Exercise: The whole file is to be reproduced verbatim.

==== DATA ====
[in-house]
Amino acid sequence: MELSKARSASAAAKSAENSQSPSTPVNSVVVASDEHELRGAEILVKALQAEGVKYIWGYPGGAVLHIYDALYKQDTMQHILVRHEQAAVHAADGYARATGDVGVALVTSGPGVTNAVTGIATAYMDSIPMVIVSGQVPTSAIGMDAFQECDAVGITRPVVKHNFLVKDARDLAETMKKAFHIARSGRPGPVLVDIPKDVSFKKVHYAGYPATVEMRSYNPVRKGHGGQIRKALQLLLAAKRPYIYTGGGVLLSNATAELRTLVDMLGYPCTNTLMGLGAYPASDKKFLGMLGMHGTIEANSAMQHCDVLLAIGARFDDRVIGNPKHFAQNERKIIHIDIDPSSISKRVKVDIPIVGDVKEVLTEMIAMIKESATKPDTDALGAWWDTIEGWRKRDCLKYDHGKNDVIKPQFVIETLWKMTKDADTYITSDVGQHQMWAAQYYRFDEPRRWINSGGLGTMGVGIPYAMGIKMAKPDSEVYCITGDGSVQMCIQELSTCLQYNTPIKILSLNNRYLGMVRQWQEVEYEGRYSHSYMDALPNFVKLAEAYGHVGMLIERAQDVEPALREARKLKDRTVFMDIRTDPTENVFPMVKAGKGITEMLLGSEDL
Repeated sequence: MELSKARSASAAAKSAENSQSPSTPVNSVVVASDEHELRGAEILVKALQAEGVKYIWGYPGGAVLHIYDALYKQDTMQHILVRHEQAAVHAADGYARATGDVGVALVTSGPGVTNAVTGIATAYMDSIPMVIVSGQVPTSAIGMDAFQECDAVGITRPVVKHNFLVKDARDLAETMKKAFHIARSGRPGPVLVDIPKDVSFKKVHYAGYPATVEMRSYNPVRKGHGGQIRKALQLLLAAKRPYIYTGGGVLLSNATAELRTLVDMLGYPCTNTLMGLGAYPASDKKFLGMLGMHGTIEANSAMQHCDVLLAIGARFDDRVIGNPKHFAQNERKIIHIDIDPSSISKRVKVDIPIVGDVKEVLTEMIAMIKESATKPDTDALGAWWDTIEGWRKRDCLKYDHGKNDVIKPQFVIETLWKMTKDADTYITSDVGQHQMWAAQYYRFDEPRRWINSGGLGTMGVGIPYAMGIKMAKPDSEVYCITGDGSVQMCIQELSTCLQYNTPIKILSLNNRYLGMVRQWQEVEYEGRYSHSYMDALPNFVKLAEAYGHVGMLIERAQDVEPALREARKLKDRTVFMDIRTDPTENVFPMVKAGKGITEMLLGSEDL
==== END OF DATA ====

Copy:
[in-house]
Amino acid sequence: MELSKARSASAAAKSAENSQSPSTPVNSVVVASDEHELRGAEILVKALQAEGVKYIWGYPGGAVLHIYDALYKQDTMQHILVRHEQAAVHAADGYARATGDVGVALVTSGPGVTNAVTGIATAYMDSIPMVIVSGQVPTSAIGMDAFQECDAVGITRPVVKHNFLVKDARDLAETMKKAFHIARSGRPGPVLVDIPKDVSFKKVHYAGYPATVEMRSYNPVRKGHGGQIRKALQLLLAAKRPYIYTGGGVLLSNATAELRTLVDMLGYPCTNTLMGLGAYPASDKKFLGMLGMHGTIEANSAMQHCDVLLAIGARFDDRVIGNPKHFAQNERKIIHIDIDPSSISKRVKVDIPIVGDVKEVLTEMIAMIKESATKPDTDALGAWWDTIEGWRKRDCLKYDHGKNDVIKPQFVIETLWKMTKDADTYITSDVGQHQMWAAQYYRFDEPRRWINSGGLGTMGVGIPYAMGIKMAKPDSEVYCITGDGSVQMCIQELSTCLQYNTPIKILSLNNRYLGMVRQWQEVEYEGRYSHSYMDALPNFVKLAEAYGHVGMLIERAQDVEPALREARKLKDRTVFMDIRTDPTENVFPMVKAGKGITEMLLGSEDL
Repeated sequence: MELSKARSASAAAKSAENSQSPSTPVNSVVVASDEHELRGAEILVKALQAEGVKYIWGYPGGAVLHIYDALYKQDTMQHILVRHEQAAVHAADGYARATGDVGVALVTSGPGVTNAVTGIATAYMDSIPMVIVSGQVPTSAIGMDAFQECDAVGITRPVVKHNFLVKDARDLAETMKKAFHIARSGRPGPVLVDIPKDVSFKKVHYAGYPATVEMRSYNPVRKGHGGQIRKALQLLLAAKRPYIYTGGGVLLSNATAELRTLVDMLGYPCTNTLMGLGAYPASDKKFLGMLGMHGTIEANSAMQHCDVLLAIGARFDDRVIGNPKHFAQNERKIIHIDIDPSSISKRVKVDIPIVGDVKEVLTEMIAMIKESATKPDTDALGAWWDTIEGWRKRDCLKYDHGKNDVIKPQFVIETLWKMTKDADTYITSDVGQHQMWAAQYYRFDEPRRWINSGGLGTMGVGIPYAMGIKMAKPDSEVYCITGDGSVQMCIQELSTCLQYNTPIKILSLNNRYLGMVRQWQEVEYEGRYSHSYMDALPNFVKLAEAYGHVGMLIERAQDVEPALREARKLKDRTVFMDIRTDPTENVFPMVKAGKGITEMLLGSEDL